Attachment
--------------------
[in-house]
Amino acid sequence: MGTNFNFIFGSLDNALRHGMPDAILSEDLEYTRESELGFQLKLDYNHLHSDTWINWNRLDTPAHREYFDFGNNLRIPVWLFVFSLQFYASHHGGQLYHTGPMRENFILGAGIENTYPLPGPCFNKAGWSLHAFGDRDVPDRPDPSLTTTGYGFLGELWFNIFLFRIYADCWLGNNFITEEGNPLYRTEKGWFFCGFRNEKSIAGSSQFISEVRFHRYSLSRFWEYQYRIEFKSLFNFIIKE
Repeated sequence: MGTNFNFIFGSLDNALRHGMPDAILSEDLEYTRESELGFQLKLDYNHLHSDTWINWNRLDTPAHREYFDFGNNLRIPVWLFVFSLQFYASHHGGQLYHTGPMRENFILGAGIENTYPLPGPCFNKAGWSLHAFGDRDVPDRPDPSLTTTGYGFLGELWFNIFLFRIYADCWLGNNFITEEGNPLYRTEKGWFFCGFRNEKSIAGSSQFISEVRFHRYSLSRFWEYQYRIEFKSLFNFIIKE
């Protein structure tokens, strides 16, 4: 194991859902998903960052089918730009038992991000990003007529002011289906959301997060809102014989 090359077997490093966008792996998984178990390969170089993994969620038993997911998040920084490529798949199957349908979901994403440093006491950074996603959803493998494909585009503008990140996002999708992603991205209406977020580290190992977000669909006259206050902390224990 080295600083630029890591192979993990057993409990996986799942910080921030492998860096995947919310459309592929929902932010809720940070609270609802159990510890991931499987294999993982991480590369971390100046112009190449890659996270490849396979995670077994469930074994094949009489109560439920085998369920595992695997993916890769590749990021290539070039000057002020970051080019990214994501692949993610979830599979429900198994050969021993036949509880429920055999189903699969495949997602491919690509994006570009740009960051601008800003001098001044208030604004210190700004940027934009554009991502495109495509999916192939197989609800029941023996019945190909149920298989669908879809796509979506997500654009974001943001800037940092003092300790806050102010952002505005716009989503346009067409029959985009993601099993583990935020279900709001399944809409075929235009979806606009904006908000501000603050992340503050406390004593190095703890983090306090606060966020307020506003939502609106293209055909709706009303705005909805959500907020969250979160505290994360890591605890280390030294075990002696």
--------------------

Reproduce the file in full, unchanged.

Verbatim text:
[in-house]
Amino acid sequence: MGTNFNFIFGSLDNALRHGMPDAILSEDLEYTRESELGFQLKLDYNHLHSDTWINWNRLDTPAHREYFDFGNNLRIPVWLFVFSLQFYASHHGGQLYHTGPMRENFILGAGIENTYPLPGPCFNKAGWSLHAFGDRDVPDRPDPSLTTTGYGFLGELWFNIFLFRIYADCWLGNNFITEEGNPLYRTEKGWFFCGFRNEKSIAGSSQFISEVRFHRYSLSRFWEYQYRIEFKSLFNFIIKE
Repeated sequence: MGTNFNFIFGSLDNALRHGMPDAILSEDLEYTRESELGFQLKLDYNHLHSDTWINWNRLDTPAHREYFDFGNNLRIPVWLFVFSLQFYASHHGGQLYHTGPMRENFILGAGIENTYPLPGPCFNKAGWSLHAFGDRDVPDRPDPSLTTTGYGFLGELWFNIFLFRIYADCWLGNNFITEEGNPLYRTEKGWFFCGFRNEKSIAGSSQFISEVRFHRYSLSRFWEYQYRIEFKSLFNFIIKE
């Protein structure tokens, strides 16, 4: 194991859902998903960052089918730009038992991000990003007529002011289906959301997060809102014989 090359077997490093966008792996998984178990390969170089993994969620038993997911998040920084490529798949199957349908979901994403440093006491950074996603959803493998494909585009503008990140996002999708992603991205209406977020580290190992977000669909006259206050902390224990 080295600083630029890591192979993990057993409990996986799942910080921030492998860096995947919310459309592929929902932010809720940070609270609802159990510890991931499987294999993982991480590369971390100046112009190449890659996270490849396979995670077994469930074994094949009489109560439920085998369920595992695997993916890769590749990021290539070039000057002020970051080019990214994501692949993610979830599979429900198994050969021993036949509880429920055999189903699969495949997602491919690509994006570009740009960051601008800003001098001044208030604004210190700004940027934009554009991502495109495509999916192939197989609800029941023996019945190909149920298989669908879809796509979506997500654009974001943001800037940092003092300790806050102010952002505005716009989503346009067409029959985009993601099993583990935020279900709001399944809409075929235009979806606009904006908000501000603050992340503050406390004593190095703890983090306090606060966020307020506003939502609106293209055909709706009303705005909805959500907020969250979160505290994360890591605890280390030294075990002696």